At the time of U.S. independence, Tunis was a state with nominal dependence to the Ottoman Empire, but which was able to conduct its own foreign policy and conclude treaties. The United States has maintained official representation in Tunis almost continuously since 1795, and a Treaty of Peace and Friendship with Tunisia was signed in 1797.
Tunisian Recognition of the United States, 1795.
Tunisian recognition of the United State occurred at some time in mid-1795, when Tunisian authorities accepted the appointment of an American consular representative for Tunis. At the time, Joseph Donaldson held U.S. consular authority over all the Barbary States, and was named Consul for Tunis on March 28, 1795, but remained at post in Algiers. Joseph Étienne Famin, a French merchant at Tunis, was deputized to act as U.S. consular official. Famin also established a truce between the United States and the Tunisian government which took effect on June 15, 1796. He subsequently was empowered to negotiate a formal Treaty of Peace and Friendship on behalf of the United States with the Bey of Tunis, which was signed on or around August 28, 1797.
Tunisia under French Control, 1881-1956.
After a period of increasing political and economic influence in Tunisia, the French government established control over Tunisia by the Treaty of Bardo on May 12, 1881. The La Marsa Convention, signed June 8, 1883, explicitly stated that Tunisia was a French protectorate, and ended Tunisian power to conduct international diplomacy.
U.S. Recognition of Tunisian Independence, 1956.
The United States recognized Tunisia’s independence from France on March 22, 1956, when U.S. Consul General in Tunisa, Morris N. Hughes, sent an official congratulatory message to Sidi Mohammed Lamine Pasha, Bey of Tunis and the Tunisian Government.
Consulate at Tunis, 1795 to 1956 (with interruptions).
Consular relations began with the deputization of Joseph Flamin in 1795 or 1796. At this time, Joseph Donaldson held U.S. consular authority over all the Barbary States, but remained at post in Algiers. Flamin remained in Tunis after the signing of the August 1, 1797 treaty, until the arrival of William Eaton, who presented his credentials to Hamouda Pasha, Bey of Tunis, on March 15, 1798. The U.S. maintained a consular presence into the Protectorate period, except for several closings. The first closing was from 1882 to 1890, although there is no extant record of an agent until 1894. The Consulate was also temporarily closed from June 30, 1904 until after the confirmation of vice consul Auguste Proux on Ocotber 8, 1904. The consulate closed again after Proux’s retirement, on April 19, 1912. The Consulate was revived again in 1915, but owing to wartime conditions, it was not staffed until the summer of 1916. The Consulate was also closed from late 1942 until spring of 1943. The office was raised to the status of a Consulate General effective May 22, 1946. The Consulate General was elevated to the status of U.S. Embassy on June 5, 1956. This status was recognized the next day.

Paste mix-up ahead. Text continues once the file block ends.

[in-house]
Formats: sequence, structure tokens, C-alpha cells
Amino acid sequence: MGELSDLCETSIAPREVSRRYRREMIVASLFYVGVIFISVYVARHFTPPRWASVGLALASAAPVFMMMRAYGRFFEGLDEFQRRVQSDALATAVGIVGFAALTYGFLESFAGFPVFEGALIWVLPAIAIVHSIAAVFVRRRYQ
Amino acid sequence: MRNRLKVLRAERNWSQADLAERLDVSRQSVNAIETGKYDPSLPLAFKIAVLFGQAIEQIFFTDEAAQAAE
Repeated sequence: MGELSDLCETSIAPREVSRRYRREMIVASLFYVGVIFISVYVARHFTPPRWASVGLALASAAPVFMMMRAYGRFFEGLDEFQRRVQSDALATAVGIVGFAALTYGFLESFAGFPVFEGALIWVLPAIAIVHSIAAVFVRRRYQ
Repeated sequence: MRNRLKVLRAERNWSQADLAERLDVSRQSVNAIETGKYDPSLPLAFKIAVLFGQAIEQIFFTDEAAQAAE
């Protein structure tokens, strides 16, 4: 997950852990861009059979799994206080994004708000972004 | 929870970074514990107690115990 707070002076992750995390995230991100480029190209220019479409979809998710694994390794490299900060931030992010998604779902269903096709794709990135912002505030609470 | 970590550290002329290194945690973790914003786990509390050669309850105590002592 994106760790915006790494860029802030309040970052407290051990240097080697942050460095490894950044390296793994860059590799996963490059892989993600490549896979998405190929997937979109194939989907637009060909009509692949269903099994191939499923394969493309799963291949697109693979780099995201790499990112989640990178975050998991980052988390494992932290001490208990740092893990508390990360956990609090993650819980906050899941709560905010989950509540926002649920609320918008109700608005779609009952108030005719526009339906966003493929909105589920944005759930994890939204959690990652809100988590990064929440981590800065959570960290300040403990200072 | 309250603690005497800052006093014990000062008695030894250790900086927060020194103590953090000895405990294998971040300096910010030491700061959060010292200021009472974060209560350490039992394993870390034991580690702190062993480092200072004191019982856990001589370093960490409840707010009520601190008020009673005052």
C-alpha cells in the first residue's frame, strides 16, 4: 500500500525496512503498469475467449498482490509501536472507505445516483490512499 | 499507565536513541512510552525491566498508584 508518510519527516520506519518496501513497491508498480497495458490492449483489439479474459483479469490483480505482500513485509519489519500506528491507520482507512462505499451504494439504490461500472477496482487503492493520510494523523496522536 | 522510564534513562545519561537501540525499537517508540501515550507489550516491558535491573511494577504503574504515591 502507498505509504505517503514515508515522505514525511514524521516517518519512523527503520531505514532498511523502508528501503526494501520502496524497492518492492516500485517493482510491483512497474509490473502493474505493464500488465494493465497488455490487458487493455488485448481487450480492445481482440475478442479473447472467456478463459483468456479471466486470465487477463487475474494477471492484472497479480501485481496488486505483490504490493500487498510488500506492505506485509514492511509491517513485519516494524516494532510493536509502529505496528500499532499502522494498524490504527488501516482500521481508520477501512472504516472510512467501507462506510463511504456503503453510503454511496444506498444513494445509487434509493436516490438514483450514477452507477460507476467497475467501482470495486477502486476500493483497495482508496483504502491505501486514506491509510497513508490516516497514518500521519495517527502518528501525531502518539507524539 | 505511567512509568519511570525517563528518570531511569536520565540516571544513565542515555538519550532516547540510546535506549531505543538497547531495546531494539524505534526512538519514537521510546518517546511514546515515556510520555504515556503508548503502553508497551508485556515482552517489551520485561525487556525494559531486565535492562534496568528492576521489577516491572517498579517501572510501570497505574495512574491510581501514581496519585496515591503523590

Other consulates, with extant dates:
- Bizerte (Bizerta) ( 1871-1923 )
- Jerba (Djerba, Gerba) ( 1871-? )
- La Goulette (Goletta, Halq al-Wadi) ( 1871-? )
- Mahdia (Madia, al-Mahdiya, Mahedia, Mehdia) ( 1871-? )
- Monatico(?)( 1871-? )
- Sfax (Safaqis) ( 1871-? )
- Sousse (Susa) ( 1871-? )
No Permanent Diplomatic Relations, 1796-1881.
Although the United States maintained a consular presence in Tunis from 1795, with interruptions, and a Tunisian envoy visited the United States from 1805-1806, no permanent diplomatic relations existed during the period prior to the French Protectorate.
Establishment of Diplomatic Relations and the American Embassy in Tunisia, 1956.
Diplomatic relations were established on June 6, 1956, when U.S. Charge d’Affaires Morris N. Hughes presented his credentials. The U.S. Government designated the opening of the Embassy on June 5.
- Department of State Country Fact Sheet: Tunisia
- Department of State Country Information: Tunisia
- Irwin, Ray W. The Diplomatic Relations of the United States with the Barbary Powers, 1776-1816. Chapel Hill: University of North Carolina Press, 1931.
- Lambert, Frank. The Barbary Wars: American Independence in the Atlantic World. New York: Hill and Wang, 2005.
- Ling, Dwight L. Tunisia, from Protectorate to Republic. Bloomington: Indiana University Press, 1967.
- Nelson, Harold D. and Howard C. Reese. Tunisia, a Country Study. Washington: U.S. Government Printing Office, 1979.